Should you go ashore outside office hours the only possibility to change money is at the larger hotels. So I recommend that you take enough local currency for the first shore leave. In most European countries you can get local currency with your European banking card but you need to get to the town’s cash machines. Ask your bank beforehand which credit cards are accepted. 

Not every country permits the exchange of currency outside the official exchange offices. (And not all permit the importing of currency)

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How Much Money Should Be Taken

I’m frequently asked how much money a person should take on a voyage. This, of course, is a difficult question to answer because the passenger’s needs differ. It depends on whether you wish to take a taxi, the bus or even walk into town. Whether you want to visit a restaurant or are happy with a snack and then eating properly back on board the ship. Whether you wish to buy gifts or not.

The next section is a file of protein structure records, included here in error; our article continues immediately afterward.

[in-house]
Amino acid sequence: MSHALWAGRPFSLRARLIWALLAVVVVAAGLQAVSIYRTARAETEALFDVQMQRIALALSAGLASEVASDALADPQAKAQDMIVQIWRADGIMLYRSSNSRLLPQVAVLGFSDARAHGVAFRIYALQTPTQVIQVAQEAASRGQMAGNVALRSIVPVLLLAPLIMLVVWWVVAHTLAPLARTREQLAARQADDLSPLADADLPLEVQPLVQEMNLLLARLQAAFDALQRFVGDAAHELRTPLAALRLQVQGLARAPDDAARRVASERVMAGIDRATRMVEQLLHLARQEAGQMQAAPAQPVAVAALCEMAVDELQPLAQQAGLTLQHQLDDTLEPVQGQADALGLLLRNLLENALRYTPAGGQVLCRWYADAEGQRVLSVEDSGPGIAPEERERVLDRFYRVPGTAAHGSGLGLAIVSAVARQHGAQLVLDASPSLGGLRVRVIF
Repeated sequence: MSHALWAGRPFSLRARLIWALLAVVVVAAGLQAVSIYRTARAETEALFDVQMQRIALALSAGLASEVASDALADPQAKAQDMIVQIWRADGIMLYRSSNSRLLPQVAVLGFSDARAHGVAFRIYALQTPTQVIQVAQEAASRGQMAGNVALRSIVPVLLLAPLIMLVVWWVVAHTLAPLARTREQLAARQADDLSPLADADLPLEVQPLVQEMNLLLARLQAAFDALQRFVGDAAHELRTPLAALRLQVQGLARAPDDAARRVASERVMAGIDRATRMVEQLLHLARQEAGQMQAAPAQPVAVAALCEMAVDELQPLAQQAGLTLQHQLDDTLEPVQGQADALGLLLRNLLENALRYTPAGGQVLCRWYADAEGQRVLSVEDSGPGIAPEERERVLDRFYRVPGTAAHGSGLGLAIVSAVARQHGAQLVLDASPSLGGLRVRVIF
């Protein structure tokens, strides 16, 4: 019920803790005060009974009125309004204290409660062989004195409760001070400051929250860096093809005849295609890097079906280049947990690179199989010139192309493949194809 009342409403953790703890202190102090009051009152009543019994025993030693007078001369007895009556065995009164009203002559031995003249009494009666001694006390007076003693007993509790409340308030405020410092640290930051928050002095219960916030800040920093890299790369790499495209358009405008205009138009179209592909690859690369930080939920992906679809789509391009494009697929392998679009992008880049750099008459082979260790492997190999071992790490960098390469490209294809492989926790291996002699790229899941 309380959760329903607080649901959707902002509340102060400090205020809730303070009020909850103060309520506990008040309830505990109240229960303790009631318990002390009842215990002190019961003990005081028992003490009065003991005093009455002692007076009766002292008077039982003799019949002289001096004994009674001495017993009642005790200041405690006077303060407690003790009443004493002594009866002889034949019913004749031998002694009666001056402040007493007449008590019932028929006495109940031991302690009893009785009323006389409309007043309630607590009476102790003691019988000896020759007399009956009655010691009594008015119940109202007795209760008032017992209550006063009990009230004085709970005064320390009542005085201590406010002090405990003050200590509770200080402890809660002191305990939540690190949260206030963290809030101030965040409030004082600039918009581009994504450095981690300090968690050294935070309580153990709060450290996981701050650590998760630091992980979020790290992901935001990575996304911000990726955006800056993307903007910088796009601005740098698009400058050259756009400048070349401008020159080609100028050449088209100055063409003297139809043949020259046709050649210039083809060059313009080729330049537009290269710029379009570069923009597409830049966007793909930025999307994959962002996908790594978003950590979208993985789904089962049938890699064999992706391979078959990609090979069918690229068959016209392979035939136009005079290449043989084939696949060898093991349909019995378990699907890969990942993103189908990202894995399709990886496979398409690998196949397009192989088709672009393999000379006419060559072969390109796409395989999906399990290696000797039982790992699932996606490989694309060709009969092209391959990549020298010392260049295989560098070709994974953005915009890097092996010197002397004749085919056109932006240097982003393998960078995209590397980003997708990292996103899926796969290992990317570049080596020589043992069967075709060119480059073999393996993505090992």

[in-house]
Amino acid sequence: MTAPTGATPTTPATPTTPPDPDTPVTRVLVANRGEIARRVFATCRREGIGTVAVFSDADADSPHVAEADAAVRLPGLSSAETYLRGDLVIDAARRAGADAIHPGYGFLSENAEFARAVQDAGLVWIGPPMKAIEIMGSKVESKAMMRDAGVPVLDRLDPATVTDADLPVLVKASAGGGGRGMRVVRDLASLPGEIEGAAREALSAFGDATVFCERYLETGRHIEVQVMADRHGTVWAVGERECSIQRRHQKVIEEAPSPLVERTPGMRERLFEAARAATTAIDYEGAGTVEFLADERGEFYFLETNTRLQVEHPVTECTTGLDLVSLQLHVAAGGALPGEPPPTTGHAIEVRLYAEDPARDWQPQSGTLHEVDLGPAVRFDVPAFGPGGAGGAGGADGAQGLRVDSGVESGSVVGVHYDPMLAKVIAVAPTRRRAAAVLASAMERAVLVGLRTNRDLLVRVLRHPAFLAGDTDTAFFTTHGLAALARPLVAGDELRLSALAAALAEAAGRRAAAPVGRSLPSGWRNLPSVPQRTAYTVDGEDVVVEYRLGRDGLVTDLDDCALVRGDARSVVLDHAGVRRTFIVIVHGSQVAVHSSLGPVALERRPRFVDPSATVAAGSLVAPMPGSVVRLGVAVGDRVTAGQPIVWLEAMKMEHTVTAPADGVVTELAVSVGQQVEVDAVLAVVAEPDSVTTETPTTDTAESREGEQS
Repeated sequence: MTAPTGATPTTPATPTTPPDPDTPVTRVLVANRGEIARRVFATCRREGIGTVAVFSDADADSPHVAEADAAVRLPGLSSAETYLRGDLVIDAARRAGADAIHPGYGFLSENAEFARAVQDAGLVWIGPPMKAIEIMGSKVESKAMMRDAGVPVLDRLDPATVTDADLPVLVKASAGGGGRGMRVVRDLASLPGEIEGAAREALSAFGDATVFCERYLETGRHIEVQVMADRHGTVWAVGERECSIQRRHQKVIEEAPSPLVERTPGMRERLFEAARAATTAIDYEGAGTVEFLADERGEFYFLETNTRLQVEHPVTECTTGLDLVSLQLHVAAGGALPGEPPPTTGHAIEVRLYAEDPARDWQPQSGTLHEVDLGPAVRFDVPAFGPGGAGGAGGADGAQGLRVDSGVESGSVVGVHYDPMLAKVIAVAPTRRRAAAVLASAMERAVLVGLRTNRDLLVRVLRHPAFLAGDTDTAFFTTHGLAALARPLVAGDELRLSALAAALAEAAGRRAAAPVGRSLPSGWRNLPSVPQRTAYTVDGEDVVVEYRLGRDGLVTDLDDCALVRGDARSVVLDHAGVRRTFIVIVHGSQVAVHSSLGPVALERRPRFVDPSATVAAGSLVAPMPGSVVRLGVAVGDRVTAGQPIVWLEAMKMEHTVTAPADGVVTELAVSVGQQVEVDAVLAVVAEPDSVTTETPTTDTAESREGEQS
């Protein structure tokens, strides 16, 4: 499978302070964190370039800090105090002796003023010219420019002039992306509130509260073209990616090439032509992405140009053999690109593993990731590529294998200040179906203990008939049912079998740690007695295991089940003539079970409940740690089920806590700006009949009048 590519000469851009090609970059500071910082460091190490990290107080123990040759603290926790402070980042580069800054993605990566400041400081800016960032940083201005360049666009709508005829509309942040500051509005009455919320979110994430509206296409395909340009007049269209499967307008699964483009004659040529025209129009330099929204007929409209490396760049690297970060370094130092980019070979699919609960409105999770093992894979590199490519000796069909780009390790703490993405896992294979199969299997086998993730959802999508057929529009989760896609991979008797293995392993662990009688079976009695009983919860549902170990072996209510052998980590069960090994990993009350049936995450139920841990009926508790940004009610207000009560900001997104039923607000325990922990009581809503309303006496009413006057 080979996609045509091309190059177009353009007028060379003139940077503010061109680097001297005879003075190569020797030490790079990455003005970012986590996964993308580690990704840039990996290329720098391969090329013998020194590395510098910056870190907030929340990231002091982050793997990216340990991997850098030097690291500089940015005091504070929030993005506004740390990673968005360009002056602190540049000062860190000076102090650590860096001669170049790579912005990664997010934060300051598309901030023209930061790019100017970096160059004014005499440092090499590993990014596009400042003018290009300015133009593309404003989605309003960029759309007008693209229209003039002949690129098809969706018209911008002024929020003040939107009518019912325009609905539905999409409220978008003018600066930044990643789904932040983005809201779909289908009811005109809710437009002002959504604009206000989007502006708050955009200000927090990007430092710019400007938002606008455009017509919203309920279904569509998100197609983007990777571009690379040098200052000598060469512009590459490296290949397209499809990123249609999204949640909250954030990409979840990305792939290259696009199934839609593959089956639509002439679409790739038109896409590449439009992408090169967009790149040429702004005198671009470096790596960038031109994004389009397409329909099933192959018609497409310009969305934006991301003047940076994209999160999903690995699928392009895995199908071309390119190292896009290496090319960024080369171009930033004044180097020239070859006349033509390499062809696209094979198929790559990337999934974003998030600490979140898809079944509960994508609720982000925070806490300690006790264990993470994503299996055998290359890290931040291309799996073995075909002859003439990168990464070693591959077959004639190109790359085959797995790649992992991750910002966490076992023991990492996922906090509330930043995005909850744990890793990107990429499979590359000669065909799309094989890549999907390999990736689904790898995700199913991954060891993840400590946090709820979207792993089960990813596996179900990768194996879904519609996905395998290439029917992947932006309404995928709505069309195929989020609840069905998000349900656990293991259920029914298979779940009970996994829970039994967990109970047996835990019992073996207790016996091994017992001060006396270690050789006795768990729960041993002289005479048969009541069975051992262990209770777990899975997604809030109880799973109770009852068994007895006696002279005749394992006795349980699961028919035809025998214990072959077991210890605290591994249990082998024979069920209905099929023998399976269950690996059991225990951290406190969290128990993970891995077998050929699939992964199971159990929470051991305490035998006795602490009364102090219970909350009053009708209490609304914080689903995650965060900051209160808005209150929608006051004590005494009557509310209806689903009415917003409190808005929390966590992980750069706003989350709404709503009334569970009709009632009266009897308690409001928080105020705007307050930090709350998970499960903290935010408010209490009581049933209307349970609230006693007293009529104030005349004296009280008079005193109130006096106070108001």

It is difficult to estimate. My rule is: Take twice the amount that you would take with you on a sightseeing trip in a strange town in your own country.

 

On board you will only need pocket money for buying drinks in the canteen and possible phone calls from the ship.

 

Communication

The use of the on-board communicative devices is only possibly in exceptional cases. Costs have to be paid directly on board. It is ideal to take your own mobile phone although they don’t function in every country or near the coast. Please ask your mobile radio provider regarding the operability of your mobile phone in foreign countries.